The inheritance tax (IHT) was brought in in 1986 and is yet another way HMRC can try and put money back into the government’s kitty. At 40%, this can have a huge effect on what you can pass on to your children and grandchildren. Usually if you have a joint estate over £1million, though this can be lower.

However, this is often considered as a ‘voluntary tax’ because there are so many actions that people can take nowadays to prevent this from ever being payable.

Knowing your Allowances

To put it simply, everyone has up to £325,000 they can pass on before IHT, with an additional £175,000 if they have a main residence with a portion of at least that value, to pass on. In addition, you can pass any assets to your spouse, free from inheritance tax and then any unused allowance can also be inherited by your spouse.

This usually results in wills being written to first pass everything to your spouse, so no IHT payable and they inherit £500,000 of IHT allowance, then to the kids, providing £1million total allowance before IHT is payable. There are important factors that affect this, and it is our job to consider when providing financial and planning advice. However, this is a good base level to understand why estates over £1million are at risk of this tax.

Why is your estate over £1million?

If you are reading this then you are likely approaching or are over that threshold. Rising property and share prices are a great thing until you realise that your kids will only get to keep 60% of it.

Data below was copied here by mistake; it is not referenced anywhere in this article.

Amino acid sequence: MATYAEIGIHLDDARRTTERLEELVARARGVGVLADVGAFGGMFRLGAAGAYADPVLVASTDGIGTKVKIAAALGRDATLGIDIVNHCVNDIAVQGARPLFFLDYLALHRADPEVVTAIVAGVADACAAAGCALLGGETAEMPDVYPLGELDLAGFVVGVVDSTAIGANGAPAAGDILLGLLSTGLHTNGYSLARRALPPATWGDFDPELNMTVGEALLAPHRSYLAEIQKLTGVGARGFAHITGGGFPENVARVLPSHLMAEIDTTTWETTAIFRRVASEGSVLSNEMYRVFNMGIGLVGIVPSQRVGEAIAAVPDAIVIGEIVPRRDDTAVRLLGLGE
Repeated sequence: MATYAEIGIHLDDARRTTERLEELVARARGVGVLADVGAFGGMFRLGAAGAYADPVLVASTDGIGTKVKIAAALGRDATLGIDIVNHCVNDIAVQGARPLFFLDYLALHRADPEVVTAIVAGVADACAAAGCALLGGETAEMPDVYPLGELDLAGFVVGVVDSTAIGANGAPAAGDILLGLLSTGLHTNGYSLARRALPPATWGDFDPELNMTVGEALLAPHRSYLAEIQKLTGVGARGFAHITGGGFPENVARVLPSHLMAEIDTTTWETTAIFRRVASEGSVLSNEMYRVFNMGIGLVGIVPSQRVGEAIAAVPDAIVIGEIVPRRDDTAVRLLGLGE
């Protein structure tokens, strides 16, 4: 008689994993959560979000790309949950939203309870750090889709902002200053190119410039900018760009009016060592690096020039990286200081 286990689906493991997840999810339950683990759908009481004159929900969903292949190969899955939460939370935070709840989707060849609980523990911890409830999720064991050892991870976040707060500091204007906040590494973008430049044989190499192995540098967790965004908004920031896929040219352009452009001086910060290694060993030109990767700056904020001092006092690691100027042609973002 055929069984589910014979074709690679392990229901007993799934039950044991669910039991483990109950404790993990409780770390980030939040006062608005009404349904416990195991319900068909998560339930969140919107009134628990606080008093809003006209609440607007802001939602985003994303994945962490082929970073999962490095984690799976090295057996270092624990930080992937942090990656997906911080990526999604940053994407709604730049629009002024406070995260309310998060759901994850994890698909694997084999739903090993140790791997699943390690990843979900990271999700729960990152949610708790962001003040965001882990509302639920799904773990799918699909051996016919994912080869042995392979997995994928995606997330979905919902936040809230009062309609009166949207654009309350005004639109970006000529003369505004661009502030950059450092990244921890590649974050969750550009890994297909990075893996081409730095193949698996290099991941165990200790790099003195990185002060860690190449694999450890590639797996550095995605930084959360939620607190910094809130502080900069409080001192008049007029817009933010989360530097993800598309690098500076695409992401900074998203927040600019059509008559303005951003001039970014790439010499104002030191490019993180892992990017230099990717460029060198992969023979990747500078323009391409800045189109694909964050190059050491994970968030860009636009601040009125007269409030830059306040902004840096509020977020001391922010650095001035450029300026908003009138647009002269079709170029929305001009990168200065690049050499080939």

So, inheritance tax planning is, in the main, about reducing what you own, to make sure it comes under this level, which is easy to do while you are fit and well but almost impossible to do successfully in later life, when you realise it may be too late.

I have seen so many clumsy mistakes in last minute tax planning from unfortunate people, who half read the rules and end up doing nothing but incur themselves in even more tax than they had envisaged.

How to own things that are not yours

You can’t. However, you can exercise some control over assets that you give away and there are smart ways to get money out of your estate, that can still provide you with an income. You won’t own then for inheritance tax purposes.

Want to know more about the countless things you can do….

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For more information, contact us here.

We are independent Financial Planners and so saving you unnecessary taxes is part of our job.

Inheritance tax planning advice is not regulated by the Financial Conduct Authority.

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